February 28, 2024

It was May Day, the first of May, International Workers’ Day. I was there to report on the rally of the workers of the Syndicate of Tehran and Suburbs Bus Company (SWTSBC). It was about noon, and the crowd kept growing; citizens, workers’ families, and students. A young, bearded man with long hair took pictures and videos in the middle of the crowd.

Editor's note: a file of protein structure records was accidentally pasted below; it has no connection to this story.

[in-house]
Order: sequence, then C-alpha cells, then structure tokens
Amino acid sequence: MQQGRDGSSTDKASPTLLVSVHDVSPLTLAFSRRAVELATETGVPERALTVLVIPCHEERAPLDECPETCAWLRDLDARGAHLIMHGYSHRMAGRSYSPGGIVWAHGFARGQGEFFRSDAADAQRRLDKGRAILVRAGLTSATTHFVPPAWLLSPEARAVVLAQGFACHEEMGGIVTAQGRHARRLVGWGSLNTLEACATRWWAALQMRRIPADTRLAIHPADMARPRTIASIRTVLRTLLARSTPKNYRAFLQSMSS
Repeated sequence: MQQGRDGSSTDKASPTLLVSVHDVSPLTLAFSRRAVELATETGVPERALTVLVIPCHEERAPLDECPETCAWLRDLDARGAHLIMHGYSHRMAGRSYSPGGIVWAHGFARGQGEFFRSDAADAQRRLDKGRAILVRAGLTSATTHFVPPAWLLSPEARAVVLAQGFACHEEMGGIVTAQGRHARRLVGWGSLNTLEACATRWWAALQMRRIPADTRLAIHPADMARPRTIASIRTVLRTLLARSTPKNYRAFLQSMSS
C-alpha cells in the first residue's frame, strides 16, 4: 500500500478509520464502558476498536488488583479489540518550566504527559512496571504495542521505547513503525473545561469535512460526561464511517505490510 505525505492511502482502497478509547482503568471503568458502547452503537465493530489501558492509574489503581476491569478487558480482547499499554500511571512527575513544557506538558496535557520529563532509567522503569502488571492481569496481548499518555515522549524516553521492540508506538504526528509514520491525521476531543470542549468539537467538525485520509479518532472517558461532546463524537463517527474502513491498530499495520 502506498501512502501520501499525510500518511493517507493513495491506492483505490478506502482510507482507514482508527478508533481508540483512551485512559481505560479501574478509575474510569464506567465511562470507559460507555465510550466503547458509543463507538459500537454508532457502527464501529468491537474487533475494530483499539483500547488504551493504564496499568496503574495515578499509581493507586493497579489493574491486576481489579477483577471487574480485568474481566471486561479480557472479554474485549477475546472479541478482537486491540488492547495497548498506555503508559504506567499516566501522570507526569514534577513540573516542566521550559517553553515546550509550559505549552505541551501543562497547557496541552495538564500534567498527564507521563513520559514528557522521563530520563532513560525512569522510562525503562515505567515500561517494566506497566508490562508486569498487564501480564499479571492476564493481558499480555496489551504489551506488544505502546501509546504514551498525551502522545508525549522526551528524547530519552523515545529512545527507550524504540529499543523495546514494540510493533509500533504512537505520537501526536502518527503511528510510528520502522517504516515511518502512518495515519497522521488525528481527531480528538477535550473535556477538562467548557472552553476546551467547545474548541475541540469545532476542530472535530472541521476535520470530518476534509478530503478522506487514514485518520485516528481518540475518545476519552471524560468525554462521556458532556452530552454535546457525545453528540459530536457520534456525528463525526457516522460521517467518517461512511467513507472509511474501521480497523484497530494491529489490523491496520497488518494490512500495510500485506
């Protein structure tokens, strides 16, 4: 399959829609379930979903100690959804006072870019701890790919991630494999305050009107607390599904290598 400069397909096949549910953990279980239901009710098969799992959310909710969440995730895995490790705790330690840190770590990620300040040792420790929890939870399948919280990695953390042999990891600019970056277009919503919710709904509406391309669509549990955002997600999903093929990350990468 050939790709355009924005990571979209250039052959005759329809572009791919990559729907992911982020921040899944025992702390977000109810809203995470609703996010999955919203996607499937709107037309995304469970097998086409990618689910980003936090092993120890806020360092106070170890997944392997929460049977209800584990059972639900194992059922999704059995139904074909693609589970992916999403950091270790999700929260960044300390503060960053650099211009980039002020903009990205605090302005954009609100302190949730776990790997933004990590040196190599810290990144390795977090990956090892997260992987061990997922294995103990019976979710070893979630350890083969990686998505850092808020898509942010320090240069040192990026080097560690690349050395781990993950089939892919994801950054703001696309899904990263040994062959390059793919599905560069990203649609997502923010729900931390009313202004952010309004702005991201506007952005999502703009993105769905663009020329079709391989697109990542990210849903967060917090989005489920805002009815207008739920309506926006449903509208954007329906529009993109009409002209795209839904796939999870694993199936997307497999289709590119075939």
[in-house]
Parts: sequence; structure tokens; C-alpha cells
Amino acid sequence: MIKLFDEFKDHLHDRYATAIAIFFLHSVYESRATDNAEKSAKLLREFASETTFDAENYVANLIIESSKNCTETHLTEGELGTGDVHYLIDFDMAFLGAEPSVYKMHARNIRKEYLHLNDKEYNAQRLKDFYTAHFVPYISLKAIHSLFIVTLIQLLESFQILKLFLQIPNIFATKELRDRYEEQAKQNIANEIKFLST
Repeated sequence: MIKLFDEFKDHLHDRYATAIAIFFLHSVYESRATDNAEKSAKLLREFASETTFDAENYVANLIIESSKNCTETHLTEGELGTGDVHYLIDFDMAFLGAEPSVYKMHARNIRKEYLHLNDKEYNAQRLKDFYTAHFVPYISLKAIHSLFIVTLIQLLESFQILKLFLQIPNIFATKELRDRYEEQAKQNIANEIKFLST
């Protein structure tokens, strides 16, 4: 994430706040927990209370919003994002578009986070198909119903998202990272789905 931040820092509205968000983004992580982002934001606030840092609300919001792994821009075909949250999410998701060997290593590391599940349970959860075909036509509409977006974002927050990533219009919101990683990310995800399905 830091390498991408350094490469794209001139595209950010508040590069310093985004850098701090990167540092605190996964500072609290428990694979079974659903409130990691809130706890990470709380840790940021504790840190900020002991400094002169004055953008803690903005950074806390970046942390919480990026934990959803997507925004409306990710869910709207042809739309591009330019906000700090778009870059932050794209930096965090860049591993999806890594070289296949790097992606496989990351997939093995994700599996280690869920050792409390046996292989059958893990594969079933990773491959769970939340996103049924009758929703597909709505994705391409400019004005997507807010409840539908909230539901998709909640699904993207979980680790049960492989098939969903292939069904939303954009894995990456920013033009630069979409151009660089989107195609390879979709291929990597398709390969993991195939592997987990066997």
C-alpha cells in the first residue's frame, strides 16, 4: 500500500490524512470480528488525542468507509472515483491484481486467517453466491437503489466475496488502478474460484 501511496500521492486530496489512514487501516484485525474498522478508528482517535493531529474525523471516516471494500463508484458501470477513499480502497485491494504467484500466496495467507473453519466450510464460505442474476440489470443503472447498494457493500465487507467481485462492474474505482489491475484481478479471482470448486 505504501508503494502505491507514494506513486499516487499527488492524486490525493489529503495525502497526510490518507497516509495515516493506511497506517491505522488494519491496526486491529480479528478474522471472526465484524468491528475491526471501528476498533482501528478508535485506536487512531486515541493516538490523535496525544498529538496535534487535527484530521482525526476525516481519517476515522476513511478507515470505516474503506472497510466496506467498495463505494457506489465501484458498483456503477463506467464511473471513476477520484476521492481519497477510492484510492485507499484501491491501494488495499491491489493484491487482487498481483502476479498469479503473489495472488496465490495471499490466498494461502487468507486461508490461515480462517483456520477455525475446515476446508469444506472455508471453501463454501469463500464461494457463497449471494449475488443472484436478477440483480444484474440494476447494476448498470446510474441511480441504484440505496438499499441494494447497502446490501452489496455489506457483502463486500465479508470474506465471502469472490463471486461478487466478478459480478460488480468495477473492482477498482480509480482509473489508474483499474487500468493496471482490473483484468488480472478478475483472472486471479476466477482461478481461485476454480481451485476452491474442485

While some people were joining and others leaving, the riot police arrived with Commander Ghodratollah Mahmoudi, the same commander in charge of the riot police who clashed with protesters at the rally of March 8th in front of The City Theatre. People started to spread out, and the undercover forces increased in numbers. A few of them gathered around the young man and pulled him towards one of the gray cars. As the young man struggled to pull himself towards the rest of the crowd, the undercover forces beat him up with a baton, and hit him with pepper spray. I watched all of this from the window of a gray car. It was only a few minutes prior that one of the undercovers had pulled my arm and taken my phone, and now I watched the scene sitting in the gray car and sharing a handcuff with Abdolreza Tarazi, who, I later found out, was a member of the syndicate.They took us to the Niloufar Police Station for Interrogations and to press familiar charges. We saw Ebrahim Madadi in the middle of the chaos, calmly explaining his civil rights. Ebrahim Madadi is the Vice President of the Workers’ Union of the Tehran and Suburbs Bus Company, a labor activist and political prisoner.The young man with the long hair and now ripped clothes was taken to a room. It did not take long before he started screaming, and a little later the door opened, and a soldier walked out of the room, taking the baton that was on the table and walking back into the room. Ebrahim Madadi continued talking: “a few nights ago, Mr. Dorri was on the TV saying: ‘we hope the police treat the citizens well.’” 10 minutes later the young man, barely able to walk, was brought out of the room.